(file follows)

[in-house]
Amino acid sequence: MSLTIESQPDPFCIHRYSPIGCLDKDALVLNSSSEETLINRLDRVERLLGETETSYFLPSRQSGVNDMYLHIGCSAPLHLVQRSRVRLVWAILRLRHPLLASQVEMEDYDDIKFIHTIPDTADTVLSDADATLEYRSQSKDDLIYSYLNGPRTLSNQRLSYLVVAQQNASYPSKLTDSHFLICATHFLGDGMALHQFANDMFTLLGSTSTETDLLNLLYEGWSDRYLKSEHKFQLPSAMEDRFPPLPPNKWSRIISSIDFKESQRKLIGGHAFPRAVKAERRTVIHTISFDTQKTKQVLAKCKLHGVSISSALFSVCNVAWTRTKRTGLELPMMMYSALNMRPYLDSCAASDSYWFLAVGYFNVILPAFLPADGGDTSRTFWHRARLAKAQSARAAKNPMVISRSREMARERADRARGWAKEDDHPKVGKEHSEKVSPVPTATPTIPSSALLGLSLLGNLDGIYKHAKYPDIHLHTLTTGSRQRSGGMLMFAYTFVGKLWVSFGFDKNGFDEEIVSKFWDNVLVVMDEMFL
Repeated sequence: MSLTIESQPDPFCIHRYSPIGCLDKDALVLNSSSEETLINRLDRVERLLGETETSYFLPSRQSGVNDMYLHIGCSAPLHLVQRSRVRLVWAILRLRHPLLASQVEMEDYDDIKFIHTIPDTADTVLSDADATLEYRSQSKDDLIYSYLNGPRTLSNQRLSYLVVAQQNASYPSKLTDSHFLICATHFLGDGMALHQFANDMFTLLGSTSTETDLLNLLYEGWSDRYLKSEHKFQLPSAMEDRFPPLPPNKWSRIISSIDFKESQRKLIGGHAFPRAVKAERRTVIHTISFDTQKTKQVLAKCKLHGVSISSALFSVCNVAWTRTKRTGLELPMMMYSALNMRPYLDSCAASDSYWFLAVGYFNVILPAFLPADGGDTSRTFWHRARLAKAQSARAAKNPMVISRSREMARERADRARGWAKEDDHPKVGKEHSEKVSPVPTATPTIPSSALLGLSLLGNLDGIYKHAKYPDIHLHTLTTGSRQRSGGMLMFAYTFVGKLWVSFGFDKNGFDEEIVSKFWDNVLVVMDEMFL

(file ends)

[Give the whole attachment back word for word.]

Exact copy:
[in-house]
Amino acid sequence: MSLTIESQPDPFCIHRYSPIGCLDKDALVLNSSSEETLINRLDRVERLLGETETSYFLPSRQSGVNDMYLHIGCSAPLHLVQRSRVRLVWAILRLRHPLLASQVEMEDYDDIKFIHTIPDTADTVLSDADATLEYRSQSKDDLIYSYLNGPRTLSNQRLSYLVVAQQNASYPSKLTDSHFLICATHFLGDGMALHQFANDMFTLLGSTSTETDLLNLLYEGWSDRYLKSEHKFQLPSAMEDRFPPLPPNKWSRIISSIDFKESQRKLIGGHAFPRAVKAERRTVIHTISFDTQKTKQVLAKCKLHGVSISSALFSVCNVAWTRTKRTGLELPMMMYSALNMRPYLDSCAASDSYWFLAVGYFNVILPAFLPADGGDTSRTFWHRARLAKAQSARAAKNPMVISRSREMARERADRARGWAKEDDHPKVGKEHSEKVSPVPTATPTIPSSALLGLSLLGNLDGIYKHAKYPDIHLHTLTTGSRQRSGGMLMFAYTFVGKLWVSFGFDKNGFDEEIVSKFWDNVLVVMDEMFL
Repeated sequence: MSLTIESQPDPFCIHRYSPIGCLDKDALVLNSSSEETLINRLDRVERLLGETETSYFLPSRQSGVNDMYLHIGCSAPLHLVQRSRVRLVWAILRLRHPLLASQVEMEDYDDIKFIHTIPDTADTVLSDADATLEYRSQSKDDLIYSYLNGPRTLSNQRLSYLVVAQQNASYPSKLTDSHFLICATHFLGDGMALHQFANDMFTLLGSTSTETDLLNLLYEGWSDRYLKSEHKFQLPSAMEDRFPPLPPNKWSRIISSIDFKESQRKLIGGHAFPRAVKAERRTVIHTISFDTQKTKQVLAKCKLHGVSISSALFSVCNVAWTRTKRTGLELPMMMYSALNMRPYLDSCAASDSYWFLAVGYFNVILPAFLPADGGDTSRTFWHRARLAKAQSARAAKNPMVISRSREMARERADRARGWAKEDDHPKVGKEHSEKVSPVPTATPTIPSSALLGLSLLGNLDGIYKHAKYPDIHLHTLTTGSRQRSGGMLMFAYTFVGKLWVSFGFDKNGFDEEIVSKFWDNVLVVMDEMFL